[Libi] is reportedly being held aboard a US naval ship in the Mediterranean.”
Interrogations at sea
NPR explains why the US appears to be holding alleged terrorist Abu Anas al-Libi on a ship in the Mediterranean:
“The U.S. could send al-Libi to the Guantanamo Bay prison in Cuba, where he could be questioned and held indefinitely while awaiting a military trial.
But President Obama wants to close the Guantanamo prison and therefore is unlikely to add to its population. The president has also barred the use of ‘extraordinary rendition,’ or sending suspects to secret prisons in third countries.
Human rights groups say the shipboard detention is just another version of Guantanamo and the secret prisons that delay or prevent fair trials from taking place. But the intelligence agencies argue that they need to question suspects to break up terror networks and guard against future attacks.
There’s no time limit for how long the U.S. could hold al-Libi on a ship outside the U.S.”
Reuters reports on another fatal fire at a garment factory in Bangladesh:
“Gazipur’s firefighting chief, Abu Zafar Ahmed, said nine employees including three company managers had died in the blaze that originated in the knitting section of Aswad Composite Mills factory, a sister concern of Paul Mall Group.
The recent string of accidents has put the government, industrialists and the global brands that use the factories under pressure to reform an industry that employs four million and generates 80 percent of Bangladesh’s export earnings.”
iPolitics reports that Canada’s top First Nations leader has described the federal government’s approach to his people as “paternalistic at best and assimilationist at worst”:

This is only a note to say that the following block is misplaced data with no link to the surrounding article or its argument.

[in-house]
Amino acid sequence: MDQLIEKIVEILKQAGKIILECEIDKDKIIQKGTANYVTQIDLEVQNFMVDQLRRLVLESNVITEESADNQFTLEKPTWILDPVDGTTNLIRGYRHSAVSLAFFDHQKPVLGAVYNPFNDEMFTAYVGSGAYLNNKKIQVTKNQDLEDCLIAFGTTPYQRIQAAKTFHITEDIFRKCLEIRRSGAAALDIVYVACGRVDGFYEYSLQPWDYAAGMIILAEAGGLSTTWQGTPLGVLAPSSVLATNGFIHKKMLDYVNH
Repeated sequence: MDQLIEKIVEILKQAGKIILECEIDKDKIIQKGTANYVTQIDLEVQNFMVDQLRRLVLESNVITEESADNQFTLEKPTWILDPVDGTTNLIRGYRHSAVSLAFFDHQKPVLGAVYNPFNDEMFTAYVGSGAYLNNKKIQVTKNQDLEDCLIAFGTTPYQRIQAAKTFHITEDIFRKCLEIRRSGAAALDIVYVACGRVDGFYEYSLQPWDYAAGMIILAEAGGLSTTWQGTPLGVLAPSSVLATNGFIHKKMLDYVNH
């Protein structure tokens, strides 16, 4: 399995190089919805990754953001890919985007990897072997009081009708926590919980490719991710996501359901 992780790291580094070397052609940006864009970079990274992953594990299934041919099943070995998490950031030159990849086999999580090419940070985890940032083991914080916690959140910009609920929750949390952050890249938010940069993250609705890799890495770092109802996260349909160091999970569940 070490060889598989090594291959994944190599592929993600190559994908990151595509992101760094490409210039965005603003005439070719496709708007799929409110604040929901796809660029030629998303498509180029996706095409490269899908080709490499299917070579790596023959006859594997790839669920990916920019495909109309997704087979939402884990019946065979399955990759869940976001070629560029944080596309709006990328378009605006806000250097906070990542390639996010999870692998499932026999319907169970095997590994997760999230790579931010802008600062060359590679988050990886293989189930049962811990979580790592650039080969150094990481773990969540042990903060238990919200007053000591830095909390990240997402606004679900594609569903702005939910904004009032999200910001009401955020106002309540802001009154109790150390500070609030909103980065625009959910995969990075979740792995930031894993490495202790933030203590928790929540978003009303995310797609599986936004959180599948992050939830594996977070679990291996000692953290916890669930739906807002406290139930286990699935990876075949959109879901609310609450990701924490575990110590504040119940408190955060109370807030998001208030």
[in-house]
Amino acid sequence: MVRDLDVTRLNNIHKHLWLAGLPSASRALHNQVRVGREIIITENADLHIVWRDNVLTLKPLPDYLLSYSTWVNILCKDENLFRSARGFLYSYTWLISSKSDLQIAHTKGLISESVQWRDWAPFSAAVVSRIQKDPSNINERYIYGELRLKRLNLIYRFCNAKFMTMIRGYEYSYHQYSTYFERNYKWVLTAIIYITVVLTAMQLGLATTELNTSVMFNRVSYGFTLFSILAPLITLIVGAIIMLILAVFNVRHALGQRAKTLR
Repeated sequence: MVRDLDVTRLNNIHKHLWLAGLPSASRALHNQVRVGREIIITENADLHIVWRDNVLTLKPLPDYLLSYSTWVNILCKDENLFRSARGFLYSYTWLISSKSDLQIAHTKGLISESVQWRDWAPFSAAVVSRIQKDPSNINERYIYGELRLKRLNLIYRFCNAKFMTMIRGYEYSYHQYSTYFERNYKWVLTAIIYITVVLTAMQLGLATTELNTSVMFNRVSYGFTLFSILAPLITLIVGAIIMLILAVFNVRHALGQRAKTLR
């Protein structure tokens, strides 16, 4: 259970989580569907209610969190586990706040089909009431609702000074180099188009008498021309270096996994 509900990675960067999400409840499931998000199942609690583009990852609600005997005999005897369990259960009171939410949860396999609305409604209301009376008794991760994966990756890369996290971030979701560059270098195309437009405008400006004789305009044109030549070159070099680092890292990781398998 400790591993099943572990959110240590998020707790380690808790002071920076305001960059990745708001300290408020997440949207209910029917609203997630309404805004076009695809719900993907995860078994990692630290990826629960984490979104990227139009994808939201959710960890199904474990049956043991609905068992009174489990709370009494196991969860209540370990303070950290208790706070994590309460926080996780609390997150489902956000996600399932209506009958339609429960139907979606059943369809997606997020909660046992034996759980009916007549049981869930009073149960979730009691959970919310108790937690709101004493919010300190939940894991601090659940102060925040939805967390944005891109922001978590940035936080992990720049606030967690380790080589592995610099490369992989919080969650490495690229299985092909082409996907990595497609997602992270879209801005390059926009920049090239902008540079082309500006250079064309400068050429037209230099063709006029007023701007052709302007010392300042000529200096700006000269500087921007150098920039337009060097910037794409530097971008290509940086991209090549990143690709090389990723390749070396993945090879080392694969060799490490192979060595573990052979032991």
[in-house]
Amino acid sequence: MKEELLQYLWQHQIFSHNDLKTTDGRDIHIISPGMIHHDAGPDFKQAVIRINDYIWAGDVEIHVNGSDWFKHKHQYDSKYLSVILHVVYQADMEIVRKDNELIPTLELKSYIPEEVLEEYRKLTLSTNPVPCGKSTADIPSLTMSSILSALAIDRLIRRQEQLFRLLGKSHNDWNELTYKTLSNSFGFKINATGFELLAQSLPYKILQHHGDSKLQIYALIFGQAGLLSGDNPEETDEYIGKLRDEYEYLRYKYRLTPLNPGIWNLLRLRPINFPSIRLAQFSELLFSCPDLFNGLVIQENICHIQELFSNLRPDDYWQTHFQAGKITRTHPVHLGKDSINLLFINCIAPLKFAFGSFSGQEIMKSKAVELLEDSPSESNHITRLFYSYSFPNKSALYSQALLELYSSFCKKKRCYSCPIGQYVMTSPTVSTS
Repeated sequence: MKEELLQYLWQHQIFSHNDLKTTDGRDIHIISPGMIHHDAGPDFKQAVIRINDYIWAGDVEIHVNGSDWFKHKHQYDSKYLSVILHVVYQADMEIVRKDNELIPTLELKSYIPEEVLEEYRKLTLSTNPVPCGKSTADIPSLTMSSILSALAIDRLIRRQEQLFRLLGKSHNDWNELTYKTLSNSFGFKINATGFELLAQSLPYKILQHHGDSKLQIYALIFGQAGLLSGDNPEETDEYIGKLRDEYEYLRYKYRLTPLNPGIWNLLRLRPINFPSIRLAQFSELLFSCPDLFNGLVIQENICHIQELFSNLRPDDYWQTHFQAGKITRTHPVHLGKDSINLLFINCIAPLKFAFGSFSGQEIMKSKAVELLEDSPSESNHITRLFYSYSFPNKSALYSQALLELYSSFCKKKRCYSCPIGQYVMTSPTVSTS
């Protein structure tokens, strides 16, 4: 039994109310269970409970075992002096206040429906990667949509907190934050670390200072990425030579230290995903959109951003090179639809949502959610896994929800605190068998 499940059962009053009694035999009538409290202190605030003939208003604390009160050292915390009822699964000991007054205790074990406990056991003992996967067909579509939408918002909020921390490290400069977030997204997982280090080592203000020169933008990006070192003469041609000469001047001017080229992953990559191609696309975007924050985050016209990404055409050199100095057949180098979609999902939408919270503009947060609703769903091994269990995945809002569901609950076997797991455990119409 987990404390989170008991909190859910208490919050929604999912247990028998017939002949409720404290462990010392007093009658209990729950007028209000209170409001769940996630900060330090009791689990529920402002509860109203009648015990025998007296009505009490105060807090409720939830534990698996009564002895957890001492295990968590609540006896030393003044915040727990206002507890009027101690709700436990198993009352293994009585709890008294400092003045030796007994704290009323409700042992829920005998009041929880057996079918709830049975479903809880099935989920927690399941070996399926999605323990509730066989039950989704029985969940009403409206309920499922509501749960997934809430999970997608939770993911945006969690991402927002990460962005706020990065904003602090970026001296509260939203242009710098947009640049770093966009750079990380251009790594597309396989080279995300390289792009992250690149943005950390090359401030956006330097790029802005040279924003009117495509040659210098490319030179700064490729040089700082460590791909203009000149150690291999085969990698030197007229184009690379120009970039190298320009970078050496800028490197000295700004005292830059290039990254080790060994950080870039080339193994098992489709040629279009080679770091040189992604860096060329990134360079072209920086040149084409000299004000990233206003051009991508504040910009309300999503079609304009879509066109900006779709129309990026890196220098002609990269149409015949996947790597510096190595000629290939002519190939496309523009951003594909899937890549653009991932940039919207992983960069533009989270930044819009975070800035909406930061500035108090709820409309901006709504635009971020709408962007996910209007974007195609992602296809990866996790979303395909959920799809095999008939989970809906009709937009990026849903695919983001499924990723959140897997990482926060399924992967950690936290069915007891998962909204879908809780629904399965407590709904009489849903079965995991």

“[Assembly of First Nations National Chief Shawn Atleo] outlined what he’d like to see in the throne speech, set for Oct. 16. The AFN, he said, wants four things: predictable and sustainable funding based on First Nations control; First Nations authority over education; a commitment to a full national public inquiry into missing and murdered aboriginal women; and reform of the comprehensive claims policy, which he says is ‘deeply flawed.’ ”
Inter Press Service reports on calls to remedy the absence of women in top UN positions:
“Despite adopting scores of pious resolutions on gender empowerment over the last 67 years, the 193-member General Assembly has failed to practice in its own backyard what it has vigourously preached to the outside world.
So far, the U.N’s highest policy making body has elected only three women as its president since 1946: Vijaya Lakshmi Pandit of India (1953), Angie Brooks of Liberia (1969) and Sheikha Haya Rasheed al-Khalifa of Bahrain (2006).
In a letter addressed to over 160 world leaders, who were at the United Nations last week, the New York-based Impact Leadership 21 has called for meaningful steps in establishing ‘the rights of women and the equality of their participation at all decision-making levels’.
More specifically, the letter makes a strong case for a woman as the next U.N. secretary-general (UNSG) when Ban Ki-moon finishes his current term at the end of 2016.”